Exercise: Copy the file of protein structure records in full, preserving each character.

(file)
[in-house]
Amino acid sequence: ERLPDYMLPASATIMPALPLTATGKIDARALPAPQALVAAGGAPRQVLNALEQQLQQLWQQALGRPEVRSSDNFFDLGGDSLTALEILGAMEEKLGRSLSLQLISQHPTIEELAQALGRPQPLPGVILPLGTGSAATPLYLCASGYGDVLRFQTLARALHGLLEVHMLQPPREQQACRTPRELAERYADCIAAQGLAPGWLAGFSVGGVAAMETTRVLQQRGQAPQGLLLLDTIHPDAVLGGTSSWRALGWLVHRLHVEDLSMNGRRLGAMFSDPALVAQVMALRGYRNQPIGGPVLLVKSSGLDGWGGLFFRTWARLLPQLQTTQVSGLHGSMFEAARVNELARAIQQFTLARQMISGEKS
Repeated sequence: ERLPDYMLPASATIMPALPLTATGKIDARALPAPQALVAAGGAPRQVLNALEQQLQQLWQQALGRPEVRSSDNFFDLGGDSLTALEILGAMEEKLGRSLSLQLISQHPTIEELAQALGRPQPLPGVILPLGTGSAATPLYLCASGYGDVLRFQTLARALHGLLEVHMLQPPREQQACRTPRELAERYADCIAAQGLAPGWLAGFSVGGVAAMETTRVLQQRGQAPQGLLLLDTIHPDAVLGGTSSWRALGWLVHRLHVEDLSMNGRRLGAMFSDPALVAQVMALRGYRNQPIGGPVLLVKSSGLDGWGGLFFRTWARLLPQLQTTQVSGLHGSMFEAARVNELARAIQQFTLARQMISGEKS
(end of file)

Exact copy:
[in-house]
Amino acid sequence: ERLPDYMLPASATIMPALPLTATGKIDARALPAPQALVAAGGAPRQVLNALEQQLQQLWQQALGRPEVRSSDNFFDLGGDSLTALEILGAMEEKLGRSLSLQLISQHPTIEELAQALGRPQPLPGVILPLGTGSAATPLYLCASGYGDVLRFQTLARALHGLLEVHMLQPPREQQACRTPRELAERYADCIAAQGLAPGWLAGFSVGGVAAMETTRVLQQRGQAPQGLLLLDTIHPDAVLGGTSSWRALGWLVHRLHVEDLSMNGRRLGAMFSDPALVAQVMALRGYRNQPIGGPVLLVKSSGLDGWGGLFFRTWARLLPQLQTTQVSGLHGSMFEAARVNELARAIQQFTLARQMISGEKS
Repeated sequence: ERLPDYMLPASATIMPALPLTATGKIDARALPAPQALVAAGGAPRQVLNALEQQLQQLWQQALGRPEVRSSDNFFDLGGDSLTALEILGAMEEKLGRSLSLQLISQHPTIEELAQALGRPQPLPGVILPLGTGSAATPLYLCASGYGDVLRFQTLARALHGLLEVHMLQPPREQQACRTPRELAERYADCIAAQGLAPGWLAGFSVGGVAAMETTRVLQQRGQAPQGLLLLDTIHPDAVLGGTSSWRALGWLVHRLHVEDLSMNGRRLGAMFSDPALVAQVMALRGYRNQPIGGPVLLVKSSGLDGWGGLFFRTWARLLPQLQTTQVSGLHGSMFEAARVNELARAIQQFTLARQMISGEKS